03.15.20, and the complex union of Childish Gambino and Donald Glover

03.15.20, and the complex union of Childish Gambino and Donald Glover

03.15.20 speaks to the push-and-pull of both the world we live in and the artist behind it, bringing an ever-ensuing battle to the surface.

This whole COVID-19 deal has put a lot on hold.

In some cases, it’s the interest of public safety: I’m idling about, a casual employee whose employment got all the more laidback, unable to work the local cinema for fear of infection. In others, it’s all about the money: films are seldom released to empty cinemas, Dolittle aside, and studios have been pulling films from their release schedules faster than Marvel can greenlight new ones. We’re quick to clown celebrities – and rightfully so – but spare a thought for Daniel Craig, a cheque-hungry hustler who’s stuck being the world’s most desirable MI6 agent for another few months. It’s more coincidence than another pandemic-induced freeze, but similarly stuck is Donald Glover, a man at odds with the mantle that made him a household name. 

Glover’s new record, the unceremoniously titled 03.15.20, is credited to both the man and the mantle. It really depends on who you ask: the initial release, streamed online at the unambiguous donaldgloverpresents.com, was credited to the man, but the official streaming release is marked as Gambino. Wolf+Rothstein, the creative agency co-founded by Glover, considers it his own, and even RCA – the label presumably involved in this mysterious mess – acknowledges the variance on their website. The record has finally been submitted to streaming services, but the Gambino version arrives without a true title, devoid of almost all track names, and without the very album art he posted just days prior. It almost makes you think of industry rule number 4080, but considering how totally opaque that politicking is, who’s to say what’s really going on? One thing’s for sure: strange things are afoot at the RCA.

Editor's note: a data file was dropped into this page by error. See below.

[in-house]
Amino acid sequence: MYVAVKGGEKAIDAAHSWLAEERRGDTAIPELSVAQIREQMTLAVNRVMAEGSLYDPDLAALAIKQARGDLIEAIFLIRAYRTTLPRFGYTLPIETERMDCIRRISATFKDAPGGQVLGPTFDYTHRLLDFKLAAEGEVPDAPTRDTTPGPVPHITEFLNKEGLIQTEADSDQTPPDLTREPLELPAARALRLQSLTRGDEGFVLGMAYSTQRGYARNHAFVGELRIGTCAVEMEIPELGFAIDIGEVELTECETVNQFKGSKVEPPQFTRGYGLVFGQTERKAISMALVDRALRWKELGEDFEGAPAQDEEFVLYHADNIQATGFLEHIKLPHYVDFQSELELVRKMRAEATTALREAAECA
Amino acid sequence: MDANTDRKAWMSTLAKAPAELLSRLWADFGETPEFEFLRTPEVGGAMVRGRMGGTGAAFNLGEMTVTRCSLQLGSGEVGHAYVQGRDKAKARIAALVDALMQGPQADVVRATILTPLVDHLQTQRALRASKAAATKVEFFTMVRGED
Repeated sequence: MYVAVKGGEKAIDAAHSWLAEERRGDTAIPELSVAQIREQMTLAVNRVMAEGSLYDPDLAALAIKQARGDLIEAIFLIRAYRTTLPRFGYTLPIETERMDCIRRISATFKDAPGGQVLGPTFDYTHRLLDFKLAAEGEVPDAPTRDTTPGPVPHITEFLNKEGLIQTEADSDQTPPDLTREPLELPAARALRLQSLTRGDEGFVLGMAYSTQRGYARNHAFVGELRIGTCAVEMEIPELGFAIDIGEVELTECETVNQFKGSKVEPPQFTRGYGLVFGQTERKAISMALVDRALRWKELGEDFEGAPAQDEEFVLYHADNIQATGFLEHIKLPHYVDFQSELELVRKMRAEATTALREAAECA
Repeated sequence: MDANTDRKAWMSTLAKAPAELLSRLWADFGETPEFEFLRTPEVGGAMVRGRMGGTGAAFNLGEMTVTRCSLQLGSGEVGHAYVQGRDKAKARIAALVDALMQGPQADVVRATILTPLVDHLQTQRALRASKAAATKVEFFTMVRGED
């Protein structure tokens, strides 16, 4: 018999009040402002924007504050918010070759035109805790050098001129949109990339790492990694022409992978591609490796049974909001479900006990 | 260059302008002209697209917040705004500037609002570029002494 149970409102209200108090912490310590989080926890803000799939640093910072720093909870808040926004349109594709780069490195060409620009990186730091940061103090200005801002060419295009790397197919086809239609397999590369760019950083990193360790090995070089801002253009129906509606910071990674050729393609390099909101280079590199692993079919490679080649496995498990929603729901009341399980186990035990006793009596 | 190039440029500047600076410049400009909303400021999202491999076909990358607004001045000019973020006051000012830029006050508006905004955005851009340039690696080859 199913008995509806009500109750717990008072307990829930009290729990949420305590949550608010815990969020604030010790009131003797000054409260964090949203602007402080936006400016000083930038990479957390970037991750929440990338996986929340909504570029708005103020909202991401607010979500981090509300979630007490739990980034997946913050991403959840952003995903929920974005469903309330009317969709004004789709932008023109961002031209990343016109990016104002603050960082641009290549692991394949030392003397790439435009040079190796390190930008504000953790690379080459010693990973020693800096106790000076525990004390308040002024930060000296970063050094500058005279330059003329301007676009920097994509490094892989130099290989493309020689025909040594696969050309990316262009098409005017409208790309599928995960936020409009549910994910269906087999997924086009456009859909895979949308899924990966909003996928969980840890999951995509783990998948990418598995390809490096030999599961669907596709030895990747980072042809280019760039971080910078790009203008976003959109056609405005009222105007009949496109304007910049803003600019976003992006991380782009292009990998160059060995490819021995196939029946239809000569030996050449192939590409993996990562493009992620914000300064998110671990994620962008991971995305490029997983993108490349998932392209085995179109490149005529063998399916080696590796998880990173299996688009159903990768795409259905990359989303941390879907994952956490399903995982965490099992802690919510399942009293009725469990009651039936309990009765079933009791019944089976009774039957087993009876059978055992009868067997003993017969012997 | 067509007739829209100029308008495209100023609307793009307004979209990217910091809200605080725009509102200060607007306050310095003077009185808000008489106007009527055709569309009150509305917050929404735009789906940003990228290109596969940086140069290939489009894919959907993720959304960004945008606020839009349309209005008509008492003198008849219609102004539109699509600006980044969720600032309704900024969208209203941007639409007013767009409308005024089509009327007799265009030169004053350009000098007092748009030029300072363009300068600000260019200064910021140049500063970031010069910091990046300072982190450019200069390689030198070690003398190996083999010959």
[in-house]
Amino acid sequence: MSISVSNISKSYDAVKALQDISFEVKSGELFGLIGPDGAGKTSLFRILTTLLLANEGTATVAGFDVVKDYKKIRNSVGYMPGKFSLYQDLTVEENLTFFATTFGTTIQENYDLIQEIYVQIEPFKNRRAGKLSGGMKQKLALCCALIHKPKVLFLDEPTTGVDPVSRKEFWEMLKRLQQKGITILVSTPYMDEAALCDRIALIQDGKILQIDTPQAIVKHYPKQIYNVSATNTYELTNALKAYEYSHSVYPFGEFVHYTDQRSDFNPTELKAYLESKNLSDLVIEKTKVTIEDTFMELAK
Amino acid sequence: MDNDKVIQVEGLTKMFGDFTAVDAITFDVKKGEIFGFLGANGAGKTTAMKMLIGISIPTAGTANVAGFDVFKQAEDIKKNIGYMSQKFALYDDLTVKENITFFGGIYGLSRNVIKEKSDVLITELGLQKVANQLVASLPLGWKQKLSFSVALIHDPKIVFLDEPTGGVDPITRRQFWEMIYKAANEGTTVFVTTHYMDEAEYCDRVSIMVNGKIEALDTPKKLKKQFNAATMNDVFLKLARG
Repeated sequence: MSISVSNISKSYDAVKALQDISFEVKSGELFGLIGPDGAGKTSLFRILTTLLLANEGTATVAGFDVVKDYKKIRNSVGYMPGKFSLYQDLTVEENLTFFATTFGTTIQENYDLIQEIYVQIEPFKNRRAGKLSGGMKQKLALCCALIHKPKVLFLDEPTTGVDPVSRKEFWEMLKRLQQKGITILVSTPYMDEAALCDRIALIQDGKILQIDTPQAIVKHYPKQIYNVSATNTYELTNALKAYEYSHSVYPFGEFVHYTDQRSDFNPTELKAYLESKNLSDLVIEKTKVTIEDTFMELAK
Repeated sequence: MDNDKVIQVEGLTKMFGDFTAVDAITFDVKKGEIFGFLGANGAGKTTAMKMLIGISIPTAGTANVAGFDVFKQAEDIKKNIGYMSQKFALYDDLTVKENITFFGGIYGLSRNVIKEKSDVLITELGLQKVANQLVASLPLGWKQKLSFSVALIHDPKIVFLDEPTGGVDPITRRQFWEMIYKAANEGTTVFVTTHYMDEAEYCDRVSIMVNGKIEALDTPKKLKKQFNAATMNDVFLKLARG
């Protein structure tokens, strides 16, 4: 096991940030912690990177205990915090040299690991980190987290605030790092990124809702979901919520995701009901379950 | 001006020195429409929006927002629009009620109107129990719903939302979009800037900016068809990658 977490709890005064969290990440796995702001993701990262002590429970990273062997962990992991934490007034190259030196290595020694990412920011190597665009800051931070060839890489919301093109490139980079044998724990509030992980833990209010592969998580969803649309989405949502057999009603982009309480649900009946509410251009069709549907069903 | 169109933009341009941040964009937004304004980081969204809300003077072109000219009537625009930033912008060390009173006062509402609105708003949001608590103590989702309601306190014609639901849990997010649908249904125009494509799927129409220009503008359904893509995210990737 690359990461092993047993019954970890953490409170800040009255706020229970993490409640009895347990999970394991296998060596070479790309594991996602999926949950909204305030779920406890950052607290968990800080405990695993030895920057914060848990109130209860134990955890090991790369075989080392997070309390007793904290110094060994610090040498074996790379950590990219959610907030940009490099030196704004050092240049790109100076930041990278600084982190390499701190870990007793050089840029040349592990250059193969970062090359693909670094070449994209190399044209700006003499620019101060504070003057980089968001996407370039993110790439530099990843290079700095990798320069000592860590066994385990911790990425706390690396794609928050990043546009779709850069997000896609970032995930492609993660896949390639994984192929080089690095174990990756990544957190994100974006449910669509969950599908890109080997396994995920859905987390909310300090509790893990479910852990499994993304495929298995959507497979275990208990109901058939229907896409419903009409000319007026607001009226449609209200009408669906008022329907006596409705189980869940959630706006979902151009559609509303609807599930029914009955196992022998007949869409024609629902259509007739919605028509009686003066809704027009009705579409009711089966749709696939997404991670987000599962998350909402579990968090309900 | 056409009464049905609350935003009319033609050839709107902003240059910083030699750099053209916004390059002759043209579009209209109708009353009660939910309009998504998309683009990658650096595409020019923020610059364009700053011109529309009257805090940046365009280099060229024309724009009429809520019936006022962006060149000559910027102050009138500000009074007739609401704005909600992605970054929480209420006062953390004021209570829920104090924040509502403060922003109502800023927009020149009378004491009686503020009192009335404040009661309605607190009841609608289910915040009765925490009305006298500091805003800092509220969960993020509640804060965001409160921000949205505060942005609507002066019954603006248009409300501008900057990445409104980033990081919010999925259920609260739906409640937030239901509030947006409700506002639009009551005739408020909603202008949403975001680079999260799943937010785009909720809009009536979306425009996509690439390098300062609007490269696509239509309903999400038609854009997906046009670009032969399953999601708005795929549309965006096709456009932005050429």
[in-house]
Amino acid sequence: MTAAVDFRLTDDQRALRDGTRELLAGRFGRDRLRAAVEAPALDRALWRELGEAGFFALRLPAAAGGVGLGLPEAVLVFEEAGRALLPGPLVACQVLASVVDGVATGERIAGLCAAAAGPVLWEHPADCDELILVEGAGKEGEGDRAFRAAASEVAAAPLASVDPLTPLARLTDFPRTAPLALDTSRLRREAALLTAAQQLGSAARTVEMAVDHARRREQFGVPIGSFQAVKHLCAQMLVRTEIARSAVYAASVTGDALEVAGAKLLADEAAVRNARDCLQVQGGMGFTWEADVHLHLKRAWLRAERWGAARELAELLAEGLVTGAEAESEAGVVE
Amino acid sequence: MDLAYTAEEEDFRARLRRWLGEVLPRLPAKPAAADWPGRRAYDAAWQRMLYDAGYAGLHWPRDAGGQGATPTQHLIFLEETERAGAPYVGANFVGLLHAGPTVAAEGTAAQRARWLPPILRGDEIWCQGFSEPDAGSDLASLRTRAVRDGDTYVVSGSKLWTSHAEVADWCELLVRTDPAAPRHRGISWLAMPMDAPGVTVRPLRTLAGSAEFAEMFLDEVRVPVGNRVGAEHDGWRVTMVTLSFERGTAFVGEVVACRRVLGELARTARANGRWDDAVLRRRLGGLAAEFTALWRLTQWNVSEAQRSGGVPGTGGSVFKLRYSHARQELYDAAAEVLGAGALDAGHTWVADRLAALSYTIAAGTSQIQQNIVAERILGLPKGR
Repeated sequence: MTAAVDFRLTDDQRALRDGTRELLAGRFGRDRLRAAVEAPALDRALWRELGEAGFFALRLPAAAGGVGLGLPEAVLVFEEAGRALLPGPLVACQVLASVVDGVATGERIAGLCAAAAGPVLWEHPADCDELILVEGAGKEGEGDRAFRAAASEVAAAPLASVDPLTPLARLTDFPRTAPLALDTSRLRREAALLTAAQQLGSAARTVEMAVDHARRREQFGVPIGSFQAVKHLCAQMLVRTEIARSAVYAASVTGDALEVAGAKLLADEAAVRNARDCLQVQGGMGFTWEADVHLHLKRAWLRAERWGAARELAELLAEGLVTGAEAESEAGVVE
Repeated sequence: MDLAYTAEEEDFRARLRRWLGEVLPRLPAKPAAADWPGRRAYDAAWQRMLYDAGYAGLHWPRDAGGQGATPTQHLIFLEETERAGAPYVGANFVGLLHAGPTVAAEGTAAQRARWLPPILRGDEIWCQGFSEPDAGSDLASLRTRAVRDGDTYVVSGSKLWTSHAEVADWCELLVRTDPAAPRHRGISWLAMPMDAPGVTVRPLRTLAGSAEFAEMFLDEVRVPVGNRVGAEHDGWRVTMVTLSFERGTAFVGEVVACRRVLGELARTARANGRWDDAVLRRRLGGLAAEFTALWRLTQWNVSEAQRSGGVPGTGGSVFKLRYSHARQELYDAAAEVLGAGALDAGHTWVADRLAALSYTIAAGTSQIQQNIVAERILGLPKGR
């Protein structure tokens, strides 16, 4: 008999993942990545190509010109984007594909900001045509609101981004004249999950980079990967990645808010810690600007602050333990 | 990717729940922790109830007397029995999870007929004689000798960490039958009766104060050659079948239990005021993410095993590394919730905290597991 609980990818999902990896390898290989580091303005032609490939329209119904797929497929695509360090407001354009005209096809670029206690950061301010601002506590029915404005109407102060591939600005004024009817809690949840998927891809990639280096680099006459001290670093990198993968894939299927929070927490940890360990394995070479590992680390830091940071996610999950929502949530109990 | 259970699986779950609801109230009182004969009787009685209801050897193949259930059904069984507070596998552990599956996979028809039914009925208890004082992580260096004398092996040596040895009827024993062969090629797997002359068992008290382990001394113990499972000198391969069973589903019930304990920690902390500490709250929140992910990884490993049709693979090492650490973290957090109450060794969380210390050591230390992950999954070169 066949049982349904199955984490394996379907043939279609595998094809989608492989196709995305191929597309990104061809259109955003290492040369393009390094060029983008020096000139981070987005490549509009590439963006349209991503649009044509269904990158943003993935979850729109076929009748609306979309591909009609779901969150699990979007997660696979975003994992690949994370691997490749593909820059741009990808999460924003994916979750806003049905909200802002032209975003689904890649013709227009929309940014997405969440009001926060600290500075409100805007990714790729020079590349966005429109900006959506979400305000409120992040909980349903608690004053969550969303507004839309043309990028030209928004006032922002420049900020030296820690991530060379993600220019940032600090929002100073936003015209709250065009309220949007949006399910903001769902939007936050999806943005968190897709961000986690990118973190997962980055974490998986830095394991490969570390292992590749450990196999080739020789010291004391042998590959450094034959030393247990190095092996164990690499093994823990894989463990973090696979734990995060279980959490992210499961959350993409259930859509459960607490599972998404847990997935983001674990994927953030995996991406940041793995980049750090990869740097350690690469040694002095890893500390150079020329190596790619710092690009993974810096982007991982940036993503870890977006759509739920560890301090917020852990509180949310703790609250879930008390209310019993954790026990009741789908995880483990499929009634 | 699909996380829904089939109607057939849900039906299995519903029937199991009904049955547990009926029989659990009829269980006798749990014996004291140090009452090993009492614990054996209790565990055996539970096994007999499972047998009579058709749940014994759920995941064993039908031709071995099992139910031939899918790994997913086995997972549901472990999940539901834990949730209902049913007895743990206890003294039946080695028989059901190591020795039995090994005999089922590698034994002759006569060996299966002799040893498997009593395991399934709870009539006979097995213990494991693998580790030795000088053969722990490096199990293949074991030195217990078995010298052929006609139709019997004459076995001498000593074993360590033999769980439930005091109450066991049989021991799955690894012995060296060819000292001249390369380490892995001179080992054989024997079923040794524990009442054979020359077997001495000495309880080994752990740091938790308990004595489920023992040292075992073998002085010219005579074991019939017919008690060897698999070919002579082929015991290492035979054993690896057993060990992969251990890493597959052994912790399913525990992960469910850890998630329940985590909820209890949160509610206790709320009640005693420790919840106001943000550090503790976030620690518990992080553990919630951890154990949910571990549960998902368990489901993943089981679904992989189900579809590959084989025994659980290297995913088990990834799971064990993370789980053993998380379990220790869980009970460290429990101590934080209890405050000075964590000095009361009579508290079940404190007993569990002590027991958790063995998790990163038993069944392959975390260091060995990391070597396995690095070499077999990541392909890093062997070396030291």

It’s interesting, then, to consider the record as the first steps of an artist reborn: the Gambino moniker all but jettisoned, the man behind the mask has moved on from his Wu-imparted rap name, a staple of 2010s hip-hop that saw derision, indifference and acclaim. If that algorithmic alias recalls a time when the self-confessed ‘black nerd’ struggled to fit into hip-hop, the abandonment of it suggests a newfound assuredness, the kind you might develop if you’d cut a few of the last decade’s most iconic and well-heeled crossover hits. It does away with the cookie-cutter brand he affixed to himself, an artificial label irrespective of how titanic it proved, and runs with the fierce multi-potentialite underpinning it. Still, it’s more a continuation than a refutation, and 03.15.20 takes that philosophy in stride, as prone to reminiscing as it is pondering the ever-uncertain future. 

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03.15.20 finds Glover reigniting the ambition that coursed through Because The Internet, fusing that sweeping vision with the Parliament-Funkadelic-inspired melodies of Awaken My Love and working in the unabashed expression of Camp. Algorhythm hits as a bass-heavy condemnation of information age interconnectedness, walking that familiar line between commentary and celebration, whilst Time – the second and final named track – mixes autotune, acoustic guitars, bassy synths, tinkering percussion, choral arrangements and an unexpectedly lowkey Ariana Grande. It’s clear Glover isn’t afraid to get lost within his own compositions, that vocal slowly evolving into a nigh-wordless melody as the six-minute cut barrels on, propelled by its own hulking momentum. It’s a far cry from the dense, comedic wordiness that made him the game’s hottest outsider.